A beautiful art deco pool opened in 1937 situated on the edge of the sea.
It was a vast pool, graduating from beach depth (paddling) to 15 ft under the diving stage.
Weston-Super-Mare Lido was famous for it’s diving stage. It was a main feature of the pool and very much part of the skyline. The boards were of international standard, the highest board being 10 metres high.
The aim of the Weston-Super-Mare pool was always to provide good, clean healthy fun in the masses.
The pool boasted the finest changing rooms and restaurant/cafe facilities.
Every afternoon throughout the summer, a team of five professional divers including one woman performed acrobatic feats “just for the kicks and the thrills.”
Dick Arnold on behalf of his team said. “Mind you, sometimes when I’m up on the top board I feel a little uncomfortable, especially where a gust of wind can make it dangerous.” Several comedy turns intermixed with the serious side of diving. The Lido enjoyed record breaking summers and often broke records.
The art deco Grade II listed diving stage was the back drop of Modern Venus Competitions. These attracted scores of pretty girls, including Diana Dors (Fluck) who won 3rd prize in 1947.
The judges that were listed over the years comprised celebrity stars. Chico Marx; Billy Cotton; Henry Hall; Richard Murdoch; Jack Hulbert; Tommy Cooper; Michael Aspel; Terry Scott and Hugh Lloyd.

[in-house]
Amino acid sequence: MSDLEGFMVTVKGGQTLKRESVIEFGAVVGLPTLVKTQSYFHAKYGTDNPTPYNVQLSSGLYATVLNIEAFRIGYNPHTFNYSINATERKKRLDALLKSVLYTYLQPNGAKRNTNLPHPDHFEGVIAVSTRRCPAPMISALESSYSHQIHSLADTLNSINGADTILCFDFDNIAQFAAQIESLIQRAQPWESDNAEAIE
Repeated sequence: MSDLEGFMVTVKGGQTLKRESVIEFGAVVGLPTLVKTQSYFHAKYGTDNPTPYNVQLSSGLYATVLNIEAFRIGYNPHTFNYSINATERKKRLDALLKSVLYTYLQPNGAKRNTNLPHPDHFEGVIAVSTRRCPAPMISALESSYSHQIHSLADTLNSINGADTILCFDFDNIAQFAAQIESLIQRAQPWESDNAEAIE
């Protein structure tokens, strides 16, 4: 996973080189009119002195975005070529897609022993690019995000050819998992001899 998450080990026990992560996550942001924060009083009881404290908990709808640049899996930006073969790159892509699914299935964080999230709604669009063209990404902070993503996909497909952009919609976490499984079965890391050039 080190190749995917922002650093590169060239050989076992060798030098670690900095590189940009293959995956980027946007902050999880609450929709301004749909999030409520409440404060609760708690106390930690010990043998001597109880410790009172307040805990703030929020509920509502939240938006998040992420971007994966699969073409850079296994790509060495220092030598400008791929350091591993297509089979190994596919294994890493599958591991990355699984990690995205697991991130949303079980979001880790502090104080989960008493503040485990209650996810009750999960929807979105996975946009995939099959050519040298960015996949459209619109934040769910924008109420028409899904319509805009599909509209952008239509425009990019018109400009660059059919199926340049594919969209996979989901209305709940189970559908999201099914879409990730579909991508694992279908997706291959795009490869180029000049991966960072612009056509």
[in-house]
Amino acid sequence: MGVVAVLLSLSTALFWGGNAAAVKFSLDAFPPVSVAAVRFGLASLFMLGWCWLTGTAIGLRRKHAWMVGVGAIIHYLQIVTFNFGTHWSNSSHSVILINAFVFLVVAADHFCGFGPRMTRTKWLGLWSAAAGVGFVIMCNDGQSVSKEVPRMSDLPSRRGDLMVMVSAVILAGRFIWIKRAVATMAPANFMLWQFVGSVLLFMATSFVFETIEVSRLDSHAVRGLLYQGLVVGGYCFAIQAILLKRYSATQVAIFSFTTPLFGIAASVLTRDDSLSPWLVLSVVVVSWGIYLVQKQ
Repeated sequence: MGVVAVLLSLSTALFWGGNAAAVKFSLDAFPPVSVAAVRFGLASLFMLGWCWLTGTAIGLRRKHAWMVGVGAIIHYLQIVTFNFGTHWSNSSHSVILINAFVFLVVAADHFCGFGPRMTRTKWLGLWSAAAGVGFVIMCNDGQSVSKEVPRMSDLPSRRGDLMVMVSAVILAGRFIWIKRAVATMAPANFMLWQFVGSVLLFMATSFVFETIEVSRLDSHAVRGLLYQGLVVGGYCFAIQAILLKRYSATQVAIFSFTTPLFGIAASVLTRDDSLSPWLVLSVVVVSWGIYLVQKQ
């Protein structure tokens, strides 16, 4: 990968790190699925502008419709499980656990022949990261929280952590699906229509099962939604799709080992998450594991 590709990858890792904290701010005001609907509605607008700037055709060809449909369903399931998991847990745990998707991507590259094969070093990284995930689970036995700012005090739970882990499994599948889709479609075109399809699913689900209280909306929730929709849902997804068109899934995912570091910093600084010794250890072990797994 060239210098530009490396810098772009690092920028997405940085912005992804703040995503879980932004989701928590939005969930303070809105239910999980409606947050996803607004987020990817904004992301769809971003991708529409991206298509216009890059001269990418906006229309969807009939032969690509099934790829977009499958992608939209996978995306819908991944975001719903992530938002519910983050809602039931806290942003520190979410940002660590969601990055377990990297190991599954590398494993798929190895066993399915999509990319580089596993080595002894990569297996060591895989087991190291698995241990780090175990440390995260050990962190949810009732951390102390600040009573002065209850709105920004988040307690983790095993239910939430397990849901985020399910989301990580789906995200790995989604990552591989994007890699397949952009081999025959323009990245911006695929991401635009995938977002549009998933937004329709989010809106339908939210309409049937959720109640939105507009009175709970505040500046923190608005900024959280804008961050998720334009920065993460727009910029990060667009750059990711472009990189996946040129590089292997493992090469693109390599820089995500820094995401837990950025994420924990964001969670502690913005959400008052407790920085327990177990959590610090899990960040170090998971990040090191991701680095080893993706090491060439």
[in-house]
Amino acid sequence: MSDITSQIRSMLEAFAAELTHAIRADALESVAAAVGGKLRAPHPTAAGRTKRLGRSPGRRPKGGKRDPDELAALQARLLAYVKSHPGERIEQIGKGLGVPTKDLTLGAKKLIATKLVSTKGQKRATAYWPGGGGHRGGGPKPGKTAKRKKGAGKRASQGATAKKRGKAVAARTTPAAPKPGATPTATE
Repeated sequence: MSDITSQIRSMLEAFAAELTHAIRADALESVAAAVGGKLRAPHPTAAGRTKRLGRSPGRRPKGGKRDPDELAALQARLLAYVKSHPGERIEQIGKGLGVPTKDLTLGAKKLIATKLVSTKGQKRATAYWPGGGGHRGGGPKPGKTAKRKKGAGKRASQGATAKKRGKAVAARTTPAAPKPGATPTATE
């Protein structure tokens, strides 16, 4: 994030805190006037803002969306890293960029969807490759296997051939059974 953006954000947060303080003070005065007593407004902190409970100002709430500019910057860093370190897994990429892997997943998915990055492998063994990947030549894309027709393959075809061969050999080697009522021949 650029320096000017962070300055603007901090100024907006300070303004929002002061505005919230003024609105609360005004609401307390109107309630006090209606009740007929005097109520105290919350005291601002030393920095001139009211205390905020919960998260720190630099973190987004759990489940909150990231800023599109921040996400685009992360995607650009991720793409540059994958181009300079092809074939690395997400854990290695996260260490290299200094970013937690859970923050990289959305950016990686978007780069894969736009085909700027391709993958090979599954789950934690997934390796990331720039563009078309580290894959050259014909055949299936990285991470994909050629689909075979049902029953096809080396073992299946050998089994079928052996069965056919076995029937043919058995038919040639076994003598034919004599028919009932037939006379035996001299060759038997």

They were no strangers to the Weston-Super-Mare Pool. When Stan Laurel and Oliver Hardy arrived in 1947 there was pretty much a riot!
The Lido was at its height in the fifties and sixties and hundreds of thousands flocked to the pool and hosted International Swimming and Water Polo.
The diving stage, apart from spectacular shows, sadly were not used to their fullest potential for National Diving Training.
Since 1963 the interest in diving waned and was difficult to find a “resident” diving coach to form a club in Weston-Super-Mare. The facilities were not used to their full potential to bring on and coach future diving champions.
Holidaymakers started to demand something more sophisticated than a dip in an unheated pool, and with little shelter, patrons began to dwindle.
It was thought that only hot water could save the pool, but it was far too big to be warmed up. Planning and expense had been discussed extensively eventually reaching the conclusion that people visited to sunbathe only. They probably wouldn’t even bathe if the water was warmed up. Other possibilities were discussed.
OUTCOME: It was decided that the whole area should be redeveloped into a more suitable bathing/recreation area.
In 1981 demolition began, and with very much regret it included the famous art deco diving stage – there had been petitions to save this listed structure to no avail. The site was developed into “The Tropicana Pool” which closed in 2000.
Many wondrous plans have emerged to develop the ongoing derelict site, but up to the present day 2012 there has been no progress.
At least the original beautiful lido wasn’t allowed a murky end – once closed – within reason it came down and turned into something else – a murky site. Hard to believe the glamour that was once here.
My Writing gleaned from:
Evening Post 1937; 59; 60; 64; 65
Weston Mercury 1978; 81; 82.
Weston Central Library, Weston-Super-Mare 1994. With thanks.
And now…for 5 weeks only from August 2015 – a new lease of life
DISMALAND! and BIZARRE on the site of the Mainly for the sport of diving competitively, and years of coaching through to International and getting it all going in Reading; plus writing on “Lost Lidos” and…campaigning for The Kings Meadow Baths, now Thames Lido. derelict Tropicana which was built on the site of the famous original beautiful outdoor Lido above.
Status at January 2016
8 mins Video by Jan.
“After Tropicana and Banksey.”